Evidence-Based Programs from Office of Criminal Justice Clearinghouse
A problem-oriented policing program that aims to eliminate overt drug markets and the problems associated with them through a deterrence-based, pulling-levers framework. The program is rated Effective. The Intervention had a statistically significant impact on reducing violent incidents in the target areas. Click here to learn more.
This focused deterrence strategy in New Orleans, Louisiana, aims to reduce gang violence and homicide. The program is rated Effective. There were statistically significant reductions found in overall homicide, firearm-related homicide, gang member-involved homicide, and firearm assault from the pretest to the posttest period. Further, New Orleans showed significantly decreased homicide rates after the program was implemented, compared with 14 cities with similar violent crime rates. Click here to learn more.
The program focused on small clusters of high-crime addresses, rather than entire patrol beats or neighborhoods. These were known as “hot spots” of crime, and were identified based on the frequency of calls for service to the area. Officers from the Minneapolis Police Department provided intensive patrol services to the high-crime areas of Minneapolis. The program focused on increasing police presence in “hot spots” of crime, rather than the specific activities conducted by officers during patrols. The idea was that since the highest amounts of crime were concentrated in selected geographic regions, increasing police presence specifically in these areas would produce substantial reductions in crime. The program used a proactive policing strategy to prevent crimes from occurring, as opposed to a reactive strategy that makes arrests after a crime has already been committed. The implementation of the strategy depended on the cooperation of the entire police force. Click here to learn more.
In 2012, the homicide rate in Oakland, Calif. was almost seven times that of the national homicide rate (Braga et al. 2018). As a result, the City of Oakland engaged the California Partnership for Safe Communities (CPSC) to help design an intervention (the Ceasefire intervention) that could help reduce serious gun violence. The Ceasefire intervention uses focused-deterrence group violence reduction strategies (GVRS) to reduce or control gun violence. Problem analysis research showed that gang members were involved in nearly two thirds of gun homicides in Oakland between 2012 and 2013 (Braga et al. 2019); therefore, the Ceasefire GVRS intervention focused on gun violence related to gang members in the city. Click here to learn more.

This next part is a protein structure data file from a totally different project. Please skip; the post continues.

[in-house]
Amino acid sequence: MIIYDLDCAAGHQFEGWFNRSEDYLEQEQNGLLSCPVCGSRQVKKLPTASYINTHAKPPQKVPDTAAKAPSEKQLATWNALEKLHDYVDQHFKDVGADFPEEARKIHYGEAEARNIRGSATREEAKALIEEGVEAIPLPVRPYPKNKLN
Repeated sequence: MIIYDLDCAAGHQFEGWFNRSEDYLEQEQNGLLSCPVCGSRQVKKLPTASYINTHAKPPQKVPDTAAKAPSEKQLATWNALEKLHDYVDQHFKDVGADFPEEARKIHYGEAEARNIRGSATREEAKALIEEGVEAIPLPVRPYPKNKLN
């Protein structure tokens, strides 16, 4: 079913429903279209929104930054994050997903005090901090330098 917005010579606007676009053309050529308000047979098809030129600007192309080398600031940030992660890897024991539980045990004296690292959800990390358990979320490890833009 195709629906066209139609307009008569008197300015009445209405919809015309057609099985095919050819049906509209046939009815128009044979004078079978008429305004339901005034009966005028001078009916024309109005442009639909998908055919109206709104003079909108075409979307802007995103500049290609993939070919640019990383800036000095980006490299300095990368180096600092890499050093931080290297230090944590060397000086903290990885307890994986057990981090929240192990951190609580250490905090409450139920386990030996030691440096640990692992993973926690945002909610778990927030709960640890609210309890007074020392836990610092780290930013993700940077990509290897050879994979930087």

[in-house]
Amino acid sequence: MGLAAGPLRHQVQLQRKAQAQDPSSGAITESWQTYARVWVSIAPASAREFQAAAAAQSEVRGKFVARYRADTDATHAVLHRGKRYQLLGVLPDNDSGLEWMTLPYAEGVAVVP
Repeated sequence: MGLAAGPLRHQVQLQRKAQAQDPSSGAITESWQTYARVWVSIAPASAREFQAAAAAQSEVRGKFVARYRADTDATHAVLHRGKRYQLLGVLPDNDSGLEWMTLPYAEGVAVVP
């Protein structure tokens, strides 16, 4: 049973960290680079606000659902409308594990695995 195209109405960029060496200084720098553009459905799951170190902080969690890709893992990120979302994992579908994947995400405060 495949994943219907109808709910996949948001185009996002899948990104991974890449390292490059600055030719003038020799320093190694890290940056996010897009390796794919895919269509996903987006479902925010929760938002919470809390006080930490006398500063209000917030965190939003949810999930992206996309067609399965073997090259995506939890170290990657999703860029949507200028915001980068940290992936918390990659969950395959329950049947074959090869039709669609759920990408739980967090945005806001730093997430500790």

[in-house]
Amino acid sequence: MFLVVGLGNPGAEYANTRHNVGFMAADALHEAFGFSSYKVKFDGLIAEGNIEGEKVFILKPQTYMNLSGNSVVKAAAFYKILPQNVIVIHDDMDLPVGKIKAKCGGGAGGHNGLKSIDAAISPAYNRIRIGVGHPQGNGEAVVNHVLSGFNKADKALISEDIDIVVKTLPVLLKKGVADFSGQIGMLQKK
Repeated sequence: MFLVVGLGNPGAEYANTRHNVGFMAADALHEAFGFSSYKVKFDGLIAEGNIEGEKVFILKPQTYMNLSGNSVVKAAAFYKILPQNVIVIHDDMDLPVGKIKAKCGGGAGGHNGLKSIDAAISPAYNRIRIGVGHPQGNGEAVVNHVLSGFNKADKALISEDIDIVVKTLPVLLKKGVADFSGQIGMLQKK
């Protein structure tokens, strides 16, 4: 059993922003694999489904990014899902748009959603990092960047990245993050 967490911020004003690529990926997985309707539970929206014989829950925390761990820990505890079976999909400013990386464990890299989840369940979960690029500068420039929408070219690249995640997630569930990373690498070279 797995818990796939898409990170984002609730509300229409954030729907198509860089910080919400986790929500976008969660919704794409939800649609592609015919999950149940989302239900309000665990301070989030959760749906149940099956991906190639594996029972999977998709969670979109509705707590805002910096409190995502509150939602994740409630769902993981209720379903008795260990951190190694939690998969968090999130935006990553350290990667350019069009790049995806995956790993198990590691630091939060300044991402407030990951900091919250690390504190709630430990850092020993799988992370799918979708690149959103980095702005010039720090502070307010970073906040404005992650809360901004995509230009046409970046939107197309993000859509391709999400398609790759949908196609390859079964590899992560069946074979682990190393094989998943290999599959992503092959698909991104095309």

This is a collaborative law enforcement effort to collect, manage, and analyze crime gun evidence to identify serial shooters, disrupt criminal activity, and prevent future gun violence. The program is rated Promising. Posttest gun crime cases saw statistically significant increases in the likelihood of arrest, but no statistically significant difference in the likelihood of being charged or convicted, compared with cases in the pretest period. Click here to learn more.
The Integrated Ballistics Identification System (IBIS) was created to expedite the highly labor-intensive and time-consuming task of matching ballistics information in police investigations. In addition to matching evidence from an ongoing or current investigation, IBIS can be used to link ballistic information to prior investigations and to guns used in crimes—that is, firearms that have been used in the commission of multiple crimes but that may not have been recovered in the investigation. Click here to learn more.
A program that attempts to reduce homicides and non-fatal shootings through a multidisciplinary and multiagency homicide review process. The program is rated Effective. There was a statistically significant, 52 percent, decrease, in the monthly count of homicides in the intervention districts. The MHRC provides a unique forum for addressing violence in Milwaukee, Wis. The program is based on the involvement of law enforcement professionals, criminal justice professionals, and community service providers who meet regularly to exchange information regarding the city’s homicides and other violent crimes to identify methods of prevention from both public health and criminal justice perspectives. The MHRC makes recommendations based on trends identified through the case review process. These recommendations range from micro-level strategies and tactics to macrolevel policy change. Many of the recommendations made to date have been implemented. Click here to learn more.
This Page Last Updated: May 17, 2023 at 7:54 AM